|Directed by|| Henry MacRae |
|Starring|| Jack Lloyd |
|Distributed by|| Universal Pictures |
|4 January, |
|216 minutes (12 chapters)|
Detective Lloyd (1932) is a 12-chapter Universal movie serial. A co-production between the American company Universal and the British company General Films, it was filmed entirely in Britain with British and Commonwealth actors. It was the only sound serial ever produced in the UK. Although a print was shown on British and SwedishTV as recently as the 1970s, the film is now considered lost.
It was also known by the titles Lloyd of the C.I.D. and In the Hands of the Hinfu. Detective Lloyd battled a villain known as the Panther in this serial. Material from the serial was edited into a feature film version called The Green Spot Mystery (1932), which is also a lost film. Detective Lloyd is on the British Film Institute's BFI 75 Most Wanted list of lost films.
Blake Edwards was an American film director, producer, screenwriter and actor.
Robert Rutherford Beatty was a Canadian actor who worked in film, television and radio for most of his career and was especially known in the UK.
Z-Cars or Z Cars is a British television police procedural series centred on the work of mobile uniformed police in the fictional town of Newtown, based on Kirkby, near Liverpool. Produced by the BBC, it debuted in January 1962 and ran until September 1978.
Thomas Timothy Garfield Morgan was an English actor who appeared mostly on television and occasionally in films.
Russell Gordon Napier was an Australian actor.
Clancy of the Mounted (1933) is an American pre-Code Universal movie serial based on the poem "Clancy of the Mounted Police" by Robert W. Service, directed by Ray Taylor. Tom Tyler played Sgt. Clancy, and William L. Thorne played the villainous claim jumper, Black McDougal.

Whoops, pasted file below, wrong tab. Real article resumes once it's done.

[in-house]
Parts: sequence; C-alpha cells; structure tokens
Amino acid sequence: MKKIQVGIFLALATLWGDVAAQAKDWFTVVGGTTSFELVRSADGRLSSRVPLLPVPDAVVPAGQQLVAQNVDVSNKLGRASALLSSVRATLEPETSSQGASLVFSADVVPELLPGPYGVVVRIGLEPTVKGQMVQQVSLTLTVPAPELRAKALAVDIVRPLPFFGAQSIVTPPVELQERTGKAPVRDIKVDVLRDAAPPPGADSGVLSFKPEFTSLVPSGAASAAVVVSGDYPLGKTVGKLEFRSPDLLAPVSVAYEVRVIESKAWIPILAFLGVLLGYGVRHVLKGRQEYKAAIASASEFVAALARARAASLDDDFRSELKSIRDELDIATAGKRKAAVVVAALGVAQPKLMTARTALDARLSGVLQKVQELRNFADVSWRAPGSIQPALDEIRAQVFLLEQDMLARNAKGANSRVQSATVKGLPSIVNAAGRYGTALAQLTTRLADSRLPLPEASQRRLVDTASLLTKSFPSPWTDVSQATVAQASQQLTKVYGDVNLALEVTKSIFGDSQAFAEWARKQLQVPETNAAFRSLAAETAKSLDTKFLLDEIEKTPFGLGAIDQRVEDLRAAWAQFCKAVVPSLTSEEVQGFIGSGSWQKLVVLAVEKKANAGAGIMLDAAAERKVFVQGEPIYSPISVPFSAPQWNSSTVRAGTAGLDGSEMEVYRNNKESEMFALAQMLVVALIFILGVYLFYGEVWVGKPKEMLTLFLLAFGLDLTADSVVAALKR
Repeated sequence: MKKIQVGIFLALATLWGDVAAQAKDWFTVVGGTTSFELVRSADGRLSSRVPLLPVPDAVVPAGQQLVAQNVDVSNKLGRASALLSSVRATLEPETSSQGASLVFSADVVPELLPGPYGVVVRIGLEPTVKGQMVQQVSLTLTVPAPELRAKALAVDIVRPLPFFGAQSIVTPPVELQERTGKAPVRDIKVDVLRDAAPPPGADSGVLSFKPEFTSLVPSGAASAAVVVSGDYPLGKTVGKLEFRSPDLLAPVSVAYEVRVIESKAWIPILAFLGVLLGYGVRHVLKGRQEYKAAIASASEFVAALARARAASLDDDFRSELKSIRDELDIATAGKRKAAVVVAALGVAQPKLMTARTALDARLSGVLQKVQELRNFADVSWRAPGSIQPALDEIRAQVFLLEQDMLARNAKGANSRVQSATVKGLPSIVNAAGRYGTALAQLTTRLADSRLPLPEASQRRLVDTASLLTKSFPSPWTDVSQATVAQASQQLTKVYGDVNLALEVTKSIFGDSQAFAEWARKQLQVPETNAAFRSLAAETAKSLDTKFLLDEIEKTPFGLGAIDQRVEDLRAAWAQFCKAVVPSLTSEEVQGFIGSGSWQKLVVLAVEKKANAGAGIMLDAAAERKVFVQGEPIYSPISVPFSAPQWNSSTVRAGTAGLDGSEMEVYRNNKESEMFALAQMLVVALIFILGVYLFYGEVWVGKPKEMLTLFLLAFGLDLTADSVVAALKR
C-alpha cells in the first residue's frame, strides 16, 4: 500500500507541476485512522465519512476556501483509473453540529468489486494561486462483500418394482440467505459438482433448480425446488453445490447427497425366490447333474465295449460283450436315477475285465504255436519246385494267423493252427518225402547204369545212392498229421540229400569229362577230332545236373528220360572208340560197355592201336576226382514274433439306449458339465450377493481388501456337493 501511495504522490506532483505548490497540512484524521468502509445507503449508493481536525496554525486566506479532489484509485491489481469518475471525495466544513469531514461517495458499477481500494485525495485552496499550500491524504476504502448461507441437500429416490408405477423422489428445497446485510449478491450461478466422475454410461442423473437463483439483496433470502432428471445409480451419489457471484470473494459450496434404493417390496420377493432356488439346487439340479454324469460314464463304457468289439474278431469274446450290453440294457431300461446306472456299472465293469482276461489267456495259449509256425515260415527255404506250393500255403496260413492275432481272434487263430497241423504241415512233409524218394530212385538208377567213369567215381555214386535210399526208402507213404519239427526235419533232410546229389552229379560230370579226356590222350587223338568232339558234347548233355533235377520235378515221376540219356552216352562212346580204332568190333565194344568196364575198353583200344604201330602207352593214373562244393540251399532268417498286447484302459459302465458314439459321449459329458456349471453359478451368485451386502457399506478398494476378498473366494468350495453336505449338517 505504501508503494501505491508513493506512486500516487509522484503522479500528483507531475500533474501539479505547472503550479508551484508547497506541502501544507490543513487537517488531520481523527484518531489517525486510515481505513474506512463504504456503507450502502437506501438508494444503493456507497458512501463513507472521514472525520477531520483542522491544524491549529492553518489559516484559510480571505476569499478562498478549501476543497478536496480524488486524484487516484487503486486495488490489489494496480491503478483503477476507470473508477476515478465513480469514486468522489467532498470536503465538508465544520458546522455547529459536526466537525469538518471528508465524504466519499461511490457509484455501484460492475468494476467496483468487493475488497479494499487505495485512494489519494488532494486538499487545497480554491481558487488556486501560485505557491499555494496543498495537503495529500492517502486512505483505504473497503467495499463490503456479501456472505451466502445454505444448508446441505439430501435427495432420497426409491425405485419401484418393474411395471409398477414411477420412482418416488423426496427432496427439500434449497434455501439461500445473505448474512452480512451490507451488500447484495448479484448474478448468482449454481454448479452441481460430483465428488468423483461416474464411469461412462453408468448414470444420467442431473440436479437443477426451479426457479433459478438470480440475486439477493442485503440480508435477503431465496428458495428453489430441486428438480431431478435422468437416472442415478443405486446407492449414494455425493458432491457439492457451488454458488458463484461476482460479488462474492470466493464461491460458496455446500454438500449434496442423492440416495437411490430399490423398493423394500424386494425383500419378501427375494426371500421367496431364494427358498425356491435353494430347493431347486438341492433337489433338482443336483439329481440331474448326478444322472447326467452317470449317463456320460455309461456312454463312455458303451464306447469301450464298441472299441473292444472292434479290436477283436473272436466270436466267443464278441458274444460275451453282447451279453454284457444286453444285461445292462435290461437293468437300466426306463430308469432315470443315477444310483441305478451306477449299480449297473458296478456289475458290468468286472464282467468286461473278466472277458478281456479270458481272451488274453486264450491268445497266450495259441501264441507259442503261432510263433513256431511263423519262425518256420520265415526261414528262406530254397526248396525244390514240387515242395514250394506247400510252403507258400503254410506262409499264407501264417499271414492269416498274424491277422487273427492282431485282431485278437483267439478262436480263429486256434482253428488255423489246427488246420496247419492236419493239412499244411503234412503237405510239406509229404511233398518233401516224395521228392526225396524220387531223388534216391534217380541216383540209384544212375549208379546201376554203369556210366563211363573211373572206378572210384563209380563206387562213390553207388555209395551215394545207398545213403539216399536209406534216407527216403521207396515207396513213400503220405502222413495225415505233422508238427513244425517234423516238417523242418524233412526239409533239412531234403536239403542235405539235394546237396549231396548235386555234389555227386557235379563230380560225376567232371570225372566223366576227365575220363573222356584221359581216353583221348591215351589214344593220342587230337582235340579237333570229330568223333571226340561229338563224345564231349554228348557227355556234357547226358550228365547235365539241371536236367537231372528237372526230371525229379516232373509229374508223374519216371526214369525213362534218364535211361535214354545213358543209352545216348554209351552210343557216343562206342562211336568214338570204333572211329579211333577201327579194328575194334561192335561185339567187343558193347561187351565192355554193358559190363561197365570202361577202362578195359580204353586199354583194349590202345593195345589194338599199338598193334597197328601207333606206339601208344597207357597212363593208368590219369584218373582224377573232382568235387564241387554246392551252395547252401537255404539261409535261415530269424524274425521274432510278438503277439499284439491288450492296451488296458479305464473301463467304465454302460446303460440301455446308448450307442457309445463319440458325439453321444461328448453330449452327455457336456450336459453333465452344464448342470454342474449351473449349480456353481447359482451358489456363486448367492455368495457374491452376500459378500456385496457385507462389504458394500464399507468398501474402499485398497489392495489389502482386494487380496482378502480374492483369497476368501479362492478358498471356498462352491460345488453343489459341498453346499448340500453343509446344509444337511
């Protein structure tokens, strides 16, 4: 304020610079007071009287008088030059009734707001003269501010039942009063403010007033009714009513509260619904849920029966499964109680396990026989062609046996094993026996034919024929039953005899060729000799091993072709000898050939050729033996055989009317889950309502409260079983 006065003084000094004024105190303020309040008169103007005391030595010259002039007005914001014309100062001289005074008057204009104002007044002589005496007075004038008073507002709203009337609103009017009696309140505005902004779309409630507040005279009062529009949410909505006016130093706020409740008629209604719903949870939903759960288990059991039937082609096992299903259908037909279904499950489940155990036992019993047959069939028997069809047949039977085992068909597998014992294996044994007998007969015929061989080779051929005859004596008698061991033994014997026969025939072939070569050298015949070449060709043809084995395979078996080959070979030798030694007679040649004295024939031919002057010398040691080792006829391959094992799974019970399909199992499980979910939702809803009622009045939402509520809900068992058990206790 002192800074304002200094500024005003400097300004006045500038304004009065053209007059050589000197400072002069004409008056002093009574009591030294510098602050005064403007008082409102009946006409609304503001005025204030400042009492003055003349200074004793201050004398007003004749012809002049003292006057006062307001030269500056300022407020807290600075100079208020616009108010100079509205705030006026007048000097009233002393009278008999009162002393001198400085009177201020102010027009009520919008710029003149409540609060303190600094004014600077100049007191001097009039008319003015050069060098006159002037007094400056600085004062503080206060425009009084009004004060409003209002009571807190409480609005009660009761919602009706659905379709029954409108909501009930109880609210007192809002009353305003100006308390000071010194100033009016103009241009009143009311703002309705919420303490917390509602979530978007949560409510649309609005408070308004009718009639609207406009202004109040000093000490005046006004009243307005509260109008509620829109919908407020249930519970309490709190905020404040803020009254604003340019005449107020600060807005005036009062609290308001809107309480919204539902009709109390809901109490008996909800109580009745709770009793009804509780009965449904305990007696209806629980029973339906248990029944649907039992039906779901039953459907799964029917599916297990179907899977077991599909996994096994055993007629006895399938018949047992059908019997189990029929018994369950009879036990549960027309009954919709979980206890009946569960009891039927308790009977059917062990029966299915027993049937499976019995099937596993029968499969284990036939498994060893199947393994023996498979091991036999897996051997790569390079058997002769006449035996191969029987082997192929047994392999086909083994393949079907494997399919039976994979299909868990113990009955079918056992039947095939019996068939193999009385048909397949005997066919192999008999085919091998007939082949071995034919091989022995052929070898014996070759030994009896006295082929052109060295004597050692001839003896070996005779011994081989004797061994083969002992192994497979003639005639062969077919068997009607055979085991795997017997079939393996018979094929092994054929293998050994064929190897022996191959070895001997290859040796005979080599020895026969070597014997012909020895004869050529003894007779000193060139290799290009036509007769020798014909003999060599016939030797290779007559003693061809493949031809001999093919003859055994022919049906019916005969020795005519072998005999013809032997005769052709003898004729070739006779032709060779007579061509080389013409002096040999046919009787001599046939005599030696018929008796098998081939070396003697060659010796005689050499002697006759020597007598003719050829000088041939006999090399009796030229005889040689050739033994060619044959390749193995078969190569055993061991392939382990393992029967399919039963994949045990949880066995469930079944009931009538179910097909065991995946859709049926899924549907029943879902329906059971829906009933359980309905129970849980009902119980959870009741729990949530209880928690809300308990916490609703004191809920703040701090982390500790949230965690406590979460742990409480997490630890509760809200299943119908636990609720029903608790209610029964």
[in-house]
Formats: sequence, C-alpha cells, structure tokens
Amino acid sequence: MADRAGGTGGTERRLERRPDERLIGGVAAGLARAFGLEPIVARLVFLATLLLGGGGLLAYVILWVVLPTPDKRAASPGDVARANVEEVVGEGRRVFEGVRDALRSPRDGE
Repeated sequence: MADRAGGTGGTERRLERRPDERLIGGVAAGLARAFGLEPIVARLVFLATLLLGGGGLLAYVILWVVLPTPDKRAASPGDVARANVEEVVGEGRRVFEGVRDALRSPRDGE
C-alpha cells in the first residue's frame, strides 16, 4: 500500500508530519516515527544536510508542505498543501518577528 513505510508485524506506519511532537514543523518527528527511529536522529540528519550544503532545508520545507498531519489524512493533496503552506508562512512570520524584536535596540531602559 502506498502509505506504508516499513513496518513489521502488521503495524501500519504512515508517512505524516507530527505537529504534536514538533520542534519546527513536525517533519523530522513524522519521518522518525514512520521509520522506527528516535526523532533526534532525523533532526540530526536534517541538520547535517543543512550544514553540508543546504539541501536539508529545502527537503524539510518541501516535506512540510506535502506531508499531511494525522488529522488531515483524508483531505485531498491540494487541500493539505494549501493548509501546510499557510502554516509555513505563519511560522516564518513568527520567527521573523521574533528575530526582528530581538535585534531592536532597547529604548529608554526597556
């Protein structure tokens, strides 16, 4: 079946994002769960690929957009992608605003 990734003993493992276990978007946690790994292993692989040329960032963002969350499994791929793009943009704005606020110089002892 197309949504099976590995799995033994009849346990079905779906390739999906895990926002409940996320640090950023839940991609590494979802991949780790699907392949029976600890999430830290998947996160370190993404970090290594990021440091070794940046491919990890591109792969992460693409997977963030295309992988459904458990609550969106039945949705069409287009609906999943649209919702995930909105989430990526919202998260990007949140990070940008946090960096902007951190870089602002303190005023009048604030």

Norman Jones was an English actor, primarily on television. He appeared in three Doctor Who serials — The Abominable Snowmen, Doctor Who and the Silurians and The Masque of Mandragora.
Ray Smith was a Welsh actor who played the tough-talking police chief, Detective Superintendent Gordon Spikings, in the television series Dempsey and Makepeace. He was the first actor to play Brother Cadfael for BBC radio.
The Man Behind the Mask is a 1936 British mystery film directed by Michael Powell and starring Hugh Williams, Jane Baxter, Ronald Ward, Maurice Schwartz, George Merritt, Henry Oscar and Peter Gawthorne. A man assaults and switches places with another at a masked ball, and then attempts a major theft – casting suspicion on the original man.
Welcome, Mr. Washington is a 1944 British drama film directed by Leslie S. Hiscott and starring Barbara Mullen, Donald Stewart and Peggy Cummins. The film was made by British National Films, based on a story by Noel Streatfeild.
Badger's Green is a 1934 British comedy film directed by Adrian Brunel and starring Valerie Hobson, Bruce Lester, David Horne and Wally Patch. It was adapted from the 1930 play Badger's Green by R.C. Sheriff. A picturesque village is threatened with redevelopment by a speculative builder, leading to widespread protest. In the end the builder agrees to settle the future of the village on the result of a cricket match.